From education to employment

Supreme Court demolishes technical legal arguments which employers have relied on to limit holiday pay liabilities

Jo Moseley, Irwin Mitchell

The Supreme Court has ruled in a case that has huge implications for how holiday pay is calculated. Here Jo Moseley at law firm Irwin Mitchell explains why the education sector is particularly exposed.

The Supreme Court in Chief Constable of the Police Service of NI and others v Agnew has ruled that employers can’t defeat holiday pay claims brought as a series of deductions even if two underpayments are separated by a gap of more than three months or if a lawful payment is made between them.

This decision will Acause those employers who still aren’t including overtime payments, allowances or some commission payments in holiday pay, real concern. It will also impact those employers (predominately in the education sector) who have underpaid staff because they pro-rated the holiday of term-time workers contrary to the Supreme Court’s decision in Brazel which it handed down last year.

The law

Workers can bring claims for underpaid holiday in two ways: under regulation 30 of the Working Time Regulations 1998 or as a series of deductions under section 23 of the Employment Rights Act 1996. In both cases, the worker has a short three-month window to bring a claim, although the ‘trigger point’ is different. To bring an unlawful deduction from wages claim, the trigger is the date of the last underpayment. Workers usually prefer to bring unlawful deduction claims because they don’t have to bring separate claims each time they are unpaid. Provided they lodge their claim on time, they can include previous deductions as part of a series of underpayments. 

That principle was applied without controversy until 2014 when the EAT handed down its decision in Wood and others v Hertel and Fulton and Bear Scotland Limited which considered whether voluntary overtime and some allowances should be included in holiday pay. The Judge took the opportunity to review section 23 (which doesn’t define ‘series’ or explain when a series comes to an end) and laid down principles which severely restricted how far back workers could link underpayments of holiday pay. The Judge differentiated between the first 20 days leave (Directive leave) which had to include overtime etc and the remaining eight days (additional leave) which didn’t and ruled that gaps between the different ‘types’ of leave, or gaps more than three months between deductions, broke the link.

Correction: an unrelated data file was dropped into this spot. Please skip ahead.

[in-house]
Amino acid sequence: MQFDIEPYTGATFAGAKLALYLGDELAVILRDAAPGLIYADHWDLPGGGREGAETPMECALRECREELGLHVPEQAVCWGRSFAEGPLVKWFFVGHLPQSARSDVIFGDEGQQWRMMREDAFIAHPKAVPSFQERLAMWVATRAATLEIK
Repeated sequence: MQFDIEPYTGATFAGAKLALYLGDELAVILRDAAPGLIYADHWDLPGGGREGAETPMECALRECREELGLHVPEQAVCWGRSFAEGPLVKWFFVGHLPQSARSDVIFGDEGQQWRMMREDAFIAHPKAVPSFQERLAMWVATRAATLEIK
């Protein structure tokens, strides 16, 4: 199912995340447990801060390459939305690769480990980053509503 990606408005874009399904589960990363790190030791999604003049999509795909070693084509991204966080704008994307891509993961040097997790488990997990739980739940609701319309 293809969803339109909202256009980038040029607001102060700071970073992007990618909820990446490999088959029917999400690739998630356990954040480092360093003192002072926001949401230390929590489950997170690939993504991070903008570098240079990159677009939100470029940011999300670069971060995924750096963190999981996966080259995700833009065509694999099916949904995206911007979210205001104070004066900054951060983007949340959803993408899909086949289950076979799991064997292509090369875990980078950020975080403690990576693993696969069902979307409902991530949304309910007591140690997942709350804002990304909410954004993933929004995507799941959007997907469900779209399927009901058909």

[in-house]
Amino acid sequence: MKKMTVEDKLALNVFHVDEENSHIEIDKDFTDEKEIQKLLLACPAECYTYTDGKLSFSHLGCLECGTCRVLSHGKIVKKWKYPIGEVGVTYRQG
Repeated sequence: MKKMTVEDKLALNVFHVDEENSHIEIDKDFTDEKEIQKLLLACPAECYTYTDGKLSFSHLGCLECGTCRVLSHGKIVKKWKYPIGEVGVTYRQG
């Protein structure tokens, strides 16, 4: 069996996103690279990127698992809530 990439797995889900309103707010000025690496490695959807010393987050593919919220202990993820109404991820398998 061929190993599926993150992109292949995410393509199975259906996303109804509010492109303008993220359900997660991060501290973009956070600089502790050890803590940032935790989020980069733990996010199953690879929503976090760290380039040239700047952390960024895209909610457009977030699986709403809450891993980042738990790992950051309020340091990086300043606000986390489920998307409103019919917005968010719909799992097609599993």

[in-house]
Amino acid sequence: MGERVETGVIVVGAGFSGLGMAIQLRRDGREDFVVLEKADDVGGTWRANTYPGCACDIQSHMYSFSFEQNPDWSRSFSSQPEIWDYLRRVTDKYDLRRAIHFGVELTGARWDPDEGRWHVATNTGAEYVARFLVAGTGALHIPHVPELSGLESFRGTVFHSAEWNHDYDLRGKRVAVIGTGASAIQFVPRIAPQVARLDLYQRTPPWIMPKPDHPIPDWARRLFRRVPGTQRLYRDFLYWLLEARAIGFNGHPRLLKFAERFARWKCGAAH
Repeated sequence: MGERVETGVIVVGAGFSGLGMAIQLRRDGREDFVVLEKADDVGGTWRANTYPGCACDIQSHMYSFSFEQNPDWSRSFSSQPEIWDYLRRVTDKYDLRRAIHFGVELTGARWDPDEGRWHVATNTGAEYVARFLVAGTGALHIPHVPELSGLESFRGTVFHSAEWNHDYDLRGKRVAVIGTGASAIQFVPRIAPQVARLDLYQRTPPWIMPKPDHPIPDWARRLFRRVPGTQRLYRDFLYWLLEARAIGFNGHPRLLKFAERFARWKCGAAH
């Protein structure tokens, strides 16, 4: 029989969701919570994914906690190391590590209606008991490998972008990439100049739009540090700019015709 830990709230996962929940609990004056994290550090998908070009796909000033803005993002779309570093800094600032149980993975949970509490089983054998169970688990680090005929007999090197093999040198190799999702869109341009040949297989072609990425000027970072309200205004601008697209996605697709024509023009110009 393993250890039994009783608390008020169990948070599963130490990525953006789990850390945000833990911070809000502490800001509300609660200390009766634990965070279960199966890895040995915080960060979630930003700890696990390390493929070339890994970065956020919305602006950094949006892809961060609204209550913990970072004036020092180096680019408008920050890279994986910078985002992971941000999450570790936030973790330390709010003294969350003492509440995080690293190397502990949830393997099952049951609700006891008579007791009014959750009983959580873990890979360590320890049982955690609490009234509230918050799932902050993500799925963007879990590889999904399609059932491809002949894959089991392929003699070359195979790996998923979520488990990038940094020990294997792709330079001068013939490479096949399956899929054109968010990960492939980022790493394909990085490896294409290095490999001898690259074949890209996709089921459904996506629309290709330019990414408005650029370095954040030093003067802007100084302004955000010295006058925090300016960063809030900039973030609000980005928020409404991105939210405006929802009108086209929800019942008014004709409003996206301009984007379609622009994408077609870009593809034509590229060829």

Then, in England, Wales and Scotland, the government introduced legislation which meant workers could only recover underpaid holiday for a maximum of two years.  NI didn’t introduce similar legislation. 

Since then, employers have been able to rely on technical legal arguments to limit their liability for underpaid holiday claims – often to the current leave year. This has left many workers out of pocket.

Background to the case

This case was brought on behalf of 3,380 police officers and 264 civilian employees who had only received basic pay during their holidays. At the time the claims were issued (2015/16) the underpayments were estimated to amount to around £30 million. The police argued they were entitled to apply the EAT’s reasoning in Bear Scotland and exclude those payments it could lawfully make at basic pay. Applying this method resulted in underpayments of around £300,000. 

The issue eventually wound up before the NI Court of Appeal which made some very important findings:

  1. The EAT’s analysis of what amounts to a series of unlawful deductions in Bear Scotland was incorrect and had resulted in ‘arbitrary and unfair’ results.  A series is not broken by lawful payments, or by a gap in payments of more than three months. 
  2. Annual leave is not taken in a particular sequence. The different types of leave (Directive, additional WTR and contractual holiday) are indistinguishable from each other.
  3. It is wrong in principle to use 365 days as a divisor to calculate holiday pay as it includes both working and non-working days.